You are reading your third 40+ page report of the morning. Your eyes roll over the neatly formatted lines of Times New Roman 12pt font, the single spacing lending an almost hypnotic cadence to your reading. As your mind opens itself to accepting thoughts of shopping lists future and weekends past, your head begins to drift into its usual after lunch power nap position … KAZZING! without warning, you are awakened by an intense adrenaline surge and there it is.
“The name’s Percent. Eighty Nine Percent,” croons the Sultry Statistic.
Like all heroes, the Sultry Statistic is powerful, yet often misunderstood. In the passenger experience space, statistics are often derived from data collected through surveys or questionnaires. This is both a popular and cost effective methodology to attain a “statistically significant” result. It can however, inadvertently introduce ambiguity, or shades of grey, into the reported results.
To illustrate the point, let’s examine our hero a little more closely. Let’s say that Eighty Nine Percent claims that by 2015 “89% of passengers will want mobile flight updates”. This of course, at first glance, conveys a very strong message. However, if we look a little deeper we discover that this statistic may imply a range of unintended meanings. Consider the following scenarios under which the underlying data may have been collected:
- Passengers are surveyed: “Would you like mobile flight updates?” [Yes | No]
- Passengers are questioned: “How would you like to receive flight updates?” [empty textbox]
- Passengers are interviewed: “How was your passenger experience today?”
Given scenario one above, it is likely that most passengers would respond “Yes”. The reality is that phrasing the question in this manner makes the data collection process almost meaningless. More importantly, it sends an implicit (and possibly incorrect) message that “mobile flight updates” are really important to the passenger experience.
Looking at scenario two, we can see that removing the suggestion of a specific response from the question is likely to generate a wider range of responses. This in turn would most likely result in a smaller percentage figure for the “mobile flight updates” category. Naturally, this data collection method would lead to the inference that “mobile flight updates” are less important to the passenger experience (when compared with scenario one).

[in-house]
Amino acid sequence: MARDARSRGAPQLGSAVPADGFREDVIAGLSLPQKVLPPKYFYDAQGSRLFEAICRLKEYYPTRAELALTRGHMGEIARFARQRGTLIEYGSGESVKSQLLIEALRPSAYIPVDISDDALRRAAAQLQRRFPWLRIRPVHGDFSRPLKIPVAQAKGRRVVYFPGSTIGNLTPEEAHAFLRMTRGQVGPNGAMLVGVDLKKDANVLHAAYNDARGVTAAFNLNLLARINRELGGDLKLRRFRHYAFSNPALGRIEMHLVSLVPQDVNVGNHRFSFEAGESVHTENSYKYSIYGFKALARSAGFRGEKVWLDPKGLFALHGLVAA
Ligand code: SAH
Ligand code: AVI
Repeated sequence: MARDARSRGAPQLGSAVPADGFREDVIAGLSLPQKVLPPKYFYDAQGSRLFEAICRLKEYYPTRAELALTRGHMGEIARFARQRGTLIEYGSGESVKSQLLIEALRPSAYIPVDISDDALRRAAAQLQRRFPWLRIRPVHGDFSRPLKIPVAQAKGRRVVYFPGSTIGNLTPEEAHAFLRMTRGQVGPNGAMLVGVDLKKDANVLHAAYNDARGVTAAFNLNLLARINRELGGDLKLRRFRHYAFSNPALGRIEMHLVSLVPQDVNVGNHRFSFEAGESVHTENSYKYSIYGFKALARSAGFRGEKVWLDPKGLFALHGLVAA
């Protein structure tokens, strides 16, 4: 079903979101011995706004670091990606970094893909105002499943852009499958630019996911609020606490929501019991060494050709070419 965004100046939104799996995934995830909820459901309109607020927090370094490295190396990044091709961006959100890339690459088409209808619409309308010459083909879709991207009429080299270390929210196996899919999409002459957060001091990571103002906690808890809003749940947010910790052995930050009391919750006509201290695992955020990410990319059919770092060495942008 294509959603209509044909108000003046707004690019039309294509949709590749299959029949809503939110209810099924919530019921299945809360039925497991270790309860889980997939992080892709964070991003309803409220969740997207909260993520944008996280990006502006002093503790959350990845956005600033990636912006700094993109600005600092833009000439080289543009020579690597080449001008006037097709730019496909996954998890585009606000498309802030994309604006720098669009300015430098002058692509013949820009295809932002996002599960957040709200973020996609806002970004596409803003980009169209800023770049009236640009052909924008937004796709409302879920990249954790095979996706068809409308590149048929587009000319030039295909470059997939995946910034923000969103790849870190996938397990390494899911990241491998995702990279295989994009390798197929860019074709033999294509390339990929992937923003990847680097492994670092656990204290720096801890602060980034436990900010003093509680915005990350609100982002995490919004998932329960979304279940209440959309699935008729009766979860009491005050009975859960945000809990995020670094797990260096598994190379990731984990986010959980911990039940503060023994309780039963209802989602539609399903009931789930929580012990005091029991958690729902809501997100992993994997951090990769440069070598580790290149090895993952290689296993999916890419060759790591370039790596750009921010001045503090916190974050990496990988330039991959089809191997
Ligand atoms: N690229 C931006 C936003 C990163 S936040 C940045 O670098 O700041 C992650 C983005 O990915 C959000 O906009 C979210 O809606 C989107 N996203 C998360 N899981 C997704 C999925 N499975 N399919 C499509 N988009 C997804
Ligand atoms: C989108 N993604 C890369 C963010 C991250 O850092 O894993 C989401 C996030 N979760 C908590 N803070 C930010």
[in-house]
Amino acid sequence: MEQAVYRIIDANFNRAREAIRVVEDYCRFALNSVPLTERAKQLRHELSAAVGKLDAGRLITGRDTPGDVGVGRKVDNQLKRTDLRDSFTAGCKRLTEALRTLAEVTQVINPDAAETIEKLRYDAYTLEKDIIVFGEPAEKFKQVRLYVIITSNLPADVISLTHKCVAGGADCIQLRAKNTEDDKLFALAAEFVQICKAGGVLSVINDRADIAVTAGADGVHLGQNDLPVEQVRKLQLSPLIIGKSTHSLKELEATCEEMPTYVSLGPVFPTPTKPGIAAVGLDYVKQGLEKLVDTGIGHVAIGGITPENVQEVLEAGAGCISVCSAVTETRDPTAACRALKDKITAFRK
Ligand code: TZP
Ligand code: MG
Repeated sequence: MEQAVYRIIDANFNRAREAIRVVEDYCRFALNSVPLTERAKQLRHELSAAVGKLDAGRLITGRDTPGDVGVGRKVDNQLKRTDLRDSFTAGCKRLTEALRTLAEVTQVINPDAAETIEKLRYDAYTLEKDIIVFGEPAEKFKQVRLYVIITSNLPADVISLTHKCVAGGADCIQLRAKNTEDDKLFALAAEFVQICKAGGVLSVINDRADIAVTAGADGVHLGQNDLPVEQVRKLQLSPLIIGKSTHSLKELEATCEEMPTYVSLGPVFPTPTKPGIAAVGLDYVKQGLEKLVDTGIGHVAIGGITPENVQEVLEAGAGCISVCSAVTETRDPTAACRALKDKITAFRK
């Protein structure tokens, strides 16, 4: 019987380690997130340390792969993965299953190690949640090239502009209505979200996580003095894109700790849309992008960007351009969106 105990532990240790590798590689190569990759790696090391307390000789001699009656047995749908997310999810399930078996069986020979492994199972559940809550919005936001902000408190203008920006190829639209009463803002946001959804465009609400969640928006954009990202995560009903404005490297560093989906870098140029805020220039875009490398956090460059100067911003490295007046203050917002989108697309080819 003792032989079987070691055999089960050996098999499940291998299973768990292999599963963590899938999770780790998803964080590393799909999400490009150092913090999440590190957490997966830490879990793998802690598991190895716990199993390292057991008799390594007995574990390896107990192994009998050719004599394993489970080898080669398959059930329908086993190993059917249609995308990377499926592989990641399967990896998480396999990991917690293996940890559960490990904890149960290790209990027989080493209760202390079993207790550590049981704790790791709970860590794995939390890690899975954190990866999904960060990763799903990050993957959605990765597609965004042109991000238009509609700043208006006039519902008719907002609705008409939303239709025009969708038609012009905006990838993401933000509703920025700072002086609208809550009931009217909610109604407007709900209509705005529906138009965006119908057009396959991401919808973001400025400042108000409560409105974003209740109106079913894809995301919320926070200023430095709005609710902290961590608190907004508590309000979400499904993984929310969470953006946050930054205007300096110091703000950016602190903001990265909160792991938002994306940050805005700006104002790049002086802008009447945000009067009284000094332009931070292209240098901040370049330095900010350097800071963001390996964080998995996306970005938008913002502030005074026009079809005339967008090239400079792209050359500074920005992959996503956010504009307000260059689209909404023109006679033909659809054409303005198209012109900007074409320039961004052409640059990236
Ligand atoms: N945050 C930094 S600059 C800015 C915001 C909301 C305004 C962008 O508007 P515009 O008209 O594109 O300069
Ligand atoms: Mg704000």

The third scenario removes any leading suggestion of what factors may be important to the passenger’s experience. This could result in a very wide range of responses, which may or may not specifically relate to “mobile flight updates”. Once again, the data collected in this manner could result in a different inference regarding which factors are important to the passenger experience.
The above example reminds us that survey and questionnaire data collection methodologies can only report on the questions that are explicitly asked. By their very nature, surveys and questionnaires assume a “closed world” perspective, i.e. what is not asked must be false. From this observation, we can generalise that these data collection tools are best suited to confirmatory, rather than exploratory research.
In the context of research aimed at discovering factors which influence passenger experience, the research should, ideally begin with an exploratory phase. During this initial phase the aim would be to limit the “open world” of possible factors to a finite, “closed world” set (scenario three). On the basis of the finite set of factors, a validating questionnaire (scenario two) could be issued to provide assurance that the closed world set contained all the key responses. It is at this point that the administration of a survey (scenario one) would lend statistic significance to the reported results while reducing the likelihood of ambiguity.
Related: Interesting paper regarding importance of wording and interview skills. A topical example of misundertsanding resulting from mis-use of statistics.